Pohren is ‘coming into his own’Washington’s 120-pounder is currently 12-1 this season
Washington 120-pounder Tristan Pohren has been anxiously waiting for the holiday break to end.
When the undefeated Demons travel to Fort Madison tonight for a key Southeast Conference dual meet, Pohren will have a chance to avenge his lone loss of the season. Pohren suffered a 5-3 loss to Fort Madison’s Chase Seaney, who is ranked ninth in Class 3A, in the finals of the Mediapolis tournament on Dec. 8.
“That’s my first match back, and I’ve just been training hard to get my revenge and beat him,” Pohren said.
The loss to Seaney is the lone blemish of Pohren’s season so far. At 12-1 this season, Pohren is off to the best start of his career.
“He’s kind of coming into his own this year,” Washington head coach Brent Van Weelden said.
He sure is. Besides the loss to Seaney, Pohren has been dominant. He’s outscored his opponents 77-13 this season while winning seven matches by fall, one by technical fall and two by major decision.
“He’s very hard to score on,” said Washington 113-pounder Fletcher Green, who wrestles against Pohren every day in practice. “He takes advantage of every little opportunity.”
But Pohren hasn’t always been this dominant. His freshman year, stuck behind several other 103-pounders, he wrestled just five varsity matches and went 2-3 — although he went 20-0 in junior varsity bouts. He got his first real chance to wrestle varsity last season as a sophomore and went 34-13 and was a sectional champion at 113 pounds. However, he finished third at districts and just missed a chance to go to state.
But he worked hard in the offseason to improve his technique, and it’s paid off so far this season.
“I think he’s more confident than he’s been in the past,” Van Weelden said. “He did a lot of work in the offseason. He went to camps with us and went to some camps on his own, which obviously paid big dividends.”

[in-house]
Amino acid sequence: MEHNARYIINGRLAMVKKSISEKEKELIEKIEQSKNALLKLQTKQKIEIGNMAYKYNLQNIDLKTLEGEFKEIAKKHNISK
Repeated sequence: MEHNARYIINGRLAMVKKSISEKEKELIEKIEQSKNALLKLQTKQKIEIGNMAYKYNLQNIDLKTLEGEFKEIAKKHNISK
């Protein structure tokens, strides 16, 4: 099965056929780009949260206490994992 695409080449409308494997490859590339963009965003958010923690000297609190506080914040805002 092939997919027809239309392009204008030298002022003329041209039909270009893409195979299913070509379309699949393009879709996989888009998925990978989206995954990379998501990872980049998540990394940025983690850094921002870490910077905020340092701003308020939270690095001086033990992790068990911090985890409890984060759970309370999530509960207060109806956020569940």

Pohren worked hard in the offseason to shore up the glaring weakness in his technique — he’d never been a good wrestler on his feet.
“I used to like to go on top because I felt better on top than on my feet, but I feel comfortable on my feet now,” Pohren said.
The improvement Pohren has made since his freshman season is remarkable.
“It’s ridiculous. He’s gotten so much better,” Green said. “I’m not trying to sound cocky or anything, but freshman year it wasn’t even close between him and me. Now we’re beating each other up every day head to head. He’s gotten so much better. It’s great to have a partner like him. I basically wrestle somebody better in practice than I’m ever going to wrestle in a meet.”
Wrestling against Green, a two-time state qualifier who is currently ranked sixth in Class 2A at 113 pounds, has helped mold Pohren into the wrestler he is today.
“Fletcher is the reason I’m wrestling better than I was,” Pohren said. “He pushes me every day. He’s a great wrestler.”
As iron sharpens iron, so Pohren and Green make each other better. Green, like Pohren, is also 12-1 this season.
“Usually what you see in a room is if you have a good 120-pounder, you probably have a good 113- or 126-pounder as well. They kind of go hand in hand,” Van Weelden said. “They’ve been workout partners their whole lives.”
Pohren, the son of Tom Pohren and Erin Brown, began wrestling in kindergarten. And now, having the best season of his career, he has some big goals.
“I want to make it to state, win a match at state, and try to place,” he said.
But before Pohren can take his place on the medal stand inside Wells Fargo Arena, he’ll try to get his revenge against Fort Madison’s Seaney tonight.